Throughout the song, Rashmika's character is touched without her consent, with the hero singing that whatever he touches becomes his.

Dhruv Sarja-Rashmikas Karabuu song gets called out for misogyny
Flix Sandalwood Tuesday, April 07, 2020 - 13:17

A new song from Dhruv Sarja's upcoming film Pogaru was released on April 2. The film also stars Rashmika Mandanna and is directed by Nanda Kishore. Titled 'Karabuu', the song follows a familiar pattern of the hero harassing the heroine and everyone treating it as comedy with a touch of romance.

The film is supposedly a 'romantic action entertainer' and Dhruv appears to be playing a goon. In the song, Rashmika is characterised as a meek, bespectacled woman who is continuously harassed by the hero and his men. Throughout the song, she's touched without her consent, with the hero singing that whatever he touches becomes his.

He pulls her hair, forcefully pushes and pulls her around, threatens to electrocute her, cut her throat, hugs her close even as she cringes, and then plants a kiss on her cheek though she's clearly uninterested.

The song has been viewed over six million times. However, though Dhruv Sarja fans are delighted with the video, quite a few have objected to its primitive understanding of romance even as film discourse in India has progressed to discussions on misogyny and the glorification of violence against women as romance.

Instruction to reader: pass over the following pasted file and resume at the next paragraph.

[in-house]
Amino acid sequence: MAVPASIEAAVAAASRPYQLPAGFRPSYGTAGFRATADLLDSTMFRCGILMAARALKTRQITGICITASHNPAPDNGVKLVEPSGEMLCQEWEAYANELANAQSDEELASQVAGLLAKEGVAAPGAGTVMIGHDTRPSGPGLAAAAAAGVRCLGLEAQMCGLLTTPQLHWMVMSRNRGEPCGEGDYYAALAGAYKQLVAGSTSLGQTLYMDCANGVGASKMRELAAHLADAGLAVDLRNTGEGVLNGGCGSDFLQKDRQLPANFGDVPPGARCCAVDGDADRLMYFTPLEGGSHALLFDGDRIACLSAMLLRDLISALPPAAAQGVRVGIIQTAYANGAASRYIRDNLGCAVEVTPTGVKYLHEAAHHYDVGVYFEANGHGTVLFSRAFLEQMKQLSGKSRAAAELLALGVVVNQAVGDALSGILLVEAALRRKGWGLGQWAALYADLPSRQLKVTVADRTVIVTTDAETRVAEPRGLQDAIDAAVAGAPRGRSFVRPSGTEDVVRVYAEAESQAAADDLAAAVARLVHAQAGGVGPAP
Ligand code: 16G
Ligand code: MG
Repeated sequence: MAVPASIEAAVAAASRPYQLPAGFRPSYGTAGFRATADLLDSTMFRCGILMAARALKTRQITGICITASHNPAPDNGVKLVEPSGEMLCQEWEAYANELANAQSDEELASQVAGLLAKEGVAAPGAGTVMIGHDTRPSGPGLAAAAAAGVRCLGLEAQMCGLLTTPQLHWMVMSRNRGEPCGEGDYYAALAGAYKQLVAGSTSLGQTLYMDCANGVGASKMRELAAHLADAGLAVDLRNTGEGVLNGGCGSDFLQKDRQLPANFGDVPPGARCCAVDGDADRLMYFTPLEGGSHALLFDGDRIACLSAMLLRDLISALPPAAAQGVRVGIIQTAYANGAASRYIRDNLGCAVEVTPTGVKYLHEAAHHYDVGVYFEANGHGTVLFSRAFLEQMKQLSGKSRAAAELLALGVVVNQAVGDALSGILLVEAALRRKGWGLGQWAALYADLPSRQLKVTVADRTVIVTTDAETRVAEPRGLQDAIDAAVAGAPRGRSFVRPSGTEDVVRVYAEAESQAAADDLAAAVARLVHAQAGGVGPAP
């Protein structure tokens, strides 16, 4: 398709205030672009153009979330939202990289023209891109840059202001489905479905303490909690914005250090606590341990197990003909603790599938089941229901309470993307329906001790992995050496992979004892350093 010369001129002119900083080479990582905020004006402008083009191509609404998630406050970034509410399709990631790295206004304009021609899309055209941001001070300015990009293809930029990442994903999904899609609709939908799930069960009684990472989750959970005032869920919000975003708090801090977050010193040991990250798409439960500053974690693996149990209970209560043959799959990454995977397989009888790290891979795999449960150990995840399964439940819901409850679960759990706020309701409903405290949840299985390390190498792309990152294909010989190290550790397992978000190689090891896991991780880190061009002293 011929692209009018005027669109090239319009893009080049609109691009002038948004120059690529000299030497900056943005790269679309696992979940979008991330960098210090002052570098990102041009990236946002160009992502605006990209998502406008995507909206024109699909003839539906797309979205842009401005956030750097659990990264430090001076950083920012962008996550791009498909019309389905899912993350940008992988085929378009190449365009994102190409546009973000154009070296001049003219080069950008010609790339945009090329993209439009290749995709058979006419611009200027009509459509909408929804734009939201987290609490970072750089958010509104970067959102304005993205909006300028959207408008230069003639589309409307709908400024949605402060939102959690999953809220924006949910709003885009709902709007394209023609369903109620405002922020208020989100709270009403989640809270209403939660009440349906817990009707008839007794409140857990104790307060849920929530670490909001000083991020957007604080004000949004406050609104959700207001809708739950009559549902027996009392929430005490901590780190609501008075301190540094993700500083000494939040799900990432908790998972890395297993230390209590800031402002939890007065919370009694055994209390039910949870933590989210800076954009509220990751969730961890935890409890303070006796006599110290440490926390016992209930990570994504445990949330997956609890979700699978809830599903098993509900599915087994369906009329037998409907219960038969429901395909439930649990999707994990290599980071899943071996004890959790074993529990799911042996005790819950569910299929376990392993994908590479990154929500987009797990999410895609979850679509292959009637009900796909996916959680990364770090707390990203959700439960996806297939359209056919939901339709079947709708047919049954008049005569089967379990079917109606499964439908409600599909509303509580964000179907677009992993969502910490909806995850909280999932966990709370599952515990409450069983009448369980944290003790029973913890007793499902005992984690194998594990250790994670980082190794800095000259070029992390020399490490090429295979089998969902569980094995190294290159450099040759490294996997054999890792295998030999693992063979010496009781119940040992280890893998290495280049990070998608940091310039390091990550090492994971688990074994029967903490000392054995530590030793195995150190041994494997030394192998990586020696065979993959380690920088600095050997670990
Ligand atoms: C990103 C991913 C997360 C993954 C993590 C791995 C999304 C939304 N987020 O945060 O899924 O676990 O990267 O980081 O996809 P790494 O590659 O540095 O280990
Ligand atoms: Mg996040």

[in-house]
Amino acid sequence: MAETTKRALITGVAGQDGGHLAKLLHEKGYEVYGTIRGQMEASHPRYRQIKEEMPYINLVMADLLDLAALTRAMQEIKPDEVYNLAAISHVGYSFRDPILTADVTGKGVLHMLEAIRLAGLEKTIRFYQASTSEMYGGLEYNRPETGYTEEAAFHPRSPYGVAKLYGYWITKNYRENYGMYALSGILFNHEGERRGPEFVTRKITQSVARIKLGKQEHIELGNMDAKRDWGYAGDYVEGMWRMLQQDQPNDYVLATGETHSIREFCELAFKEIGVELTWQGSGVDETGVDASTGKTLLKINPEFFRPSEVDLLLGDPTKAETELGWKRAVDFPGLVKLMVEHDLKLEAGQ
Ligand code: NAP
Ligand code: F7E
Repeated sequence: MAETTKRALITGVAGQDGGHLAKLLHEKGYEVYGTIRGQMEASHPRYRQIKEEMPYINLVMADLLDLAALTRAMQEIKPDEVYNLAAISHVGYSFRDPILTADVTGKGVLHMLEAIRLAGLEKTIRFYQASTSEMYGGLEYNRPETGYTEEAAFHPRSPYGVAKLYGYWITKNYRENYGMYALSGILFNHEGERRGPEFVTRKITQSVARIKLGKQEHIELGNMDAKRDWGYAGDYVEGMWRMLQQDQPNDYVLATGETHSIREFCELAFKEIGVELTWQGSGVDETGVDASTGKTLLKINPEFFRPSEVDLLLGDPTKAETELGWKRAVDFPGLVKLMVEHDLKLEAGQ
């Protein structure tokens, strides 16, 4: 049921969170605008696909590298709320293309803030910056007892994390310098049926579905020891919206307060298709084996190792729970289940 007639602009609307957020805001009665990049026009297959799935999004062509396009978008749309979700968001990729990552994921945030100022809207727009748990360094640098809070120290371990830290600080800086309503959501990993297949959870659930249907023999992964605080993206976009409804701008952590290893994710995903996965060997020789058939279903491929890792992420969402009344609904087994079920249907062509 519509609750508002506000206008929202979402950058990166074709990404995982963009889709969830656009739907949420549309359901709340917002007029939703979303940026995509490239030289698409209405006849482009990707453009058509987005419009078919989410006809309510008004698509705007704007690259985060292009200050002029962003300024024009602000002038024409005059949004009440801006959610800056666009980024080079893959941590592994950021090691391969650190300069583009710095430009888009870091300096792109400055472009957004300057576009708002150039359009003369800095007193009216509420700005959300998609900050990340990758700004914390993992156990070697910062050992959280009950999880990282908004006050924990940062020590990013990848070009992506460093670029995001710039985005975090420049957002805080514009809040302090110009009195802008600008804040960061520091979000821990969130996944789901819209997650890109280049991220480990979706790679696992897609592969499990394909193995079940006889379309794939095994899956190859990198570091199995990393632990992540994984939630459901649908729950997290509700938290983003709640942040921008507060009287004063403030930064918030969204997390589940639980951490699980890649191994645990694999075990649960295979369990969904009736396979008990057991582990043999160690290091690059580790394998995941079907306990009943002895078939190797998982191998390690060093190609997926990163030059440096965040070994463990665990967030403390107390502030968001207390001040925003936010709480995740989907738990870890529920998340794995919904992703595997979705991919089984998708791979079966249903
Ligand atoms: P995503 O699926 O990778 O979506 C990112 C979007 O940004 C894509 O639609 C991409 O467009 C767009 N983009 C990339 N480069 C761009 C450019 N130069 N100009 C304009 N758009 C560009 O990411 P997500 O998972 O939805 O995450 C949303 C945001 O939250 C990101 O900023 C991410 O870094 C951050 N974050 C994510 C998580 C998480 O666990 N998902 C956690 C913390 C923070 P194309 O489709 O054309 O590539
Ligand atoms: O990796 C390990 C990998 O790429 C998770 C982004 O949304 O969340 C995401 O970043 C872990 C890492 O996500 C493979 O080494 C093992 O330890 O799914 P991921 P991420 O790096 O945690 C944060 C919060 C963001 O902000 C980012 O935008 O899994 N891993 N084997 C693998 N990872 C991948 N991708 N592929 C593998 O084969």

Some comments include (not edited):

"She's scared throughout the song . I think that's the appropriate response. Super creepy."

"God when this kind of theme is going to stop, Goon chasing a girl."

"Can anyone explain me...Why there is so much violence towards her? And million people liked thr video. Irony, These people talk about 'save women."

"aaghh tuu... this is the way u show women."

“This song is so cringe to watch. Directors have to make movies with some responsibility and treating girls with respect.”

Many said that the song was 'outdated' and looked like it had been made 10-15 years ago. On Twitter, too, fans of Kannada cinema debated the glorification of violence against women, with some pointing out that this has always been the case.

Across industries, it has been routine to treat the hero sexually harassing the heroine as romance. Criminal acts like stalking, intimidation, molestation and even sexual assault have been justified in the name of love.

However, with changing times, it has become less acceptable to promote misogyny on screen. Even if the films go on to become box-office hits, they are called out for the glorification. And now, it’s not just film critics who seem to be doing it but also the audience.

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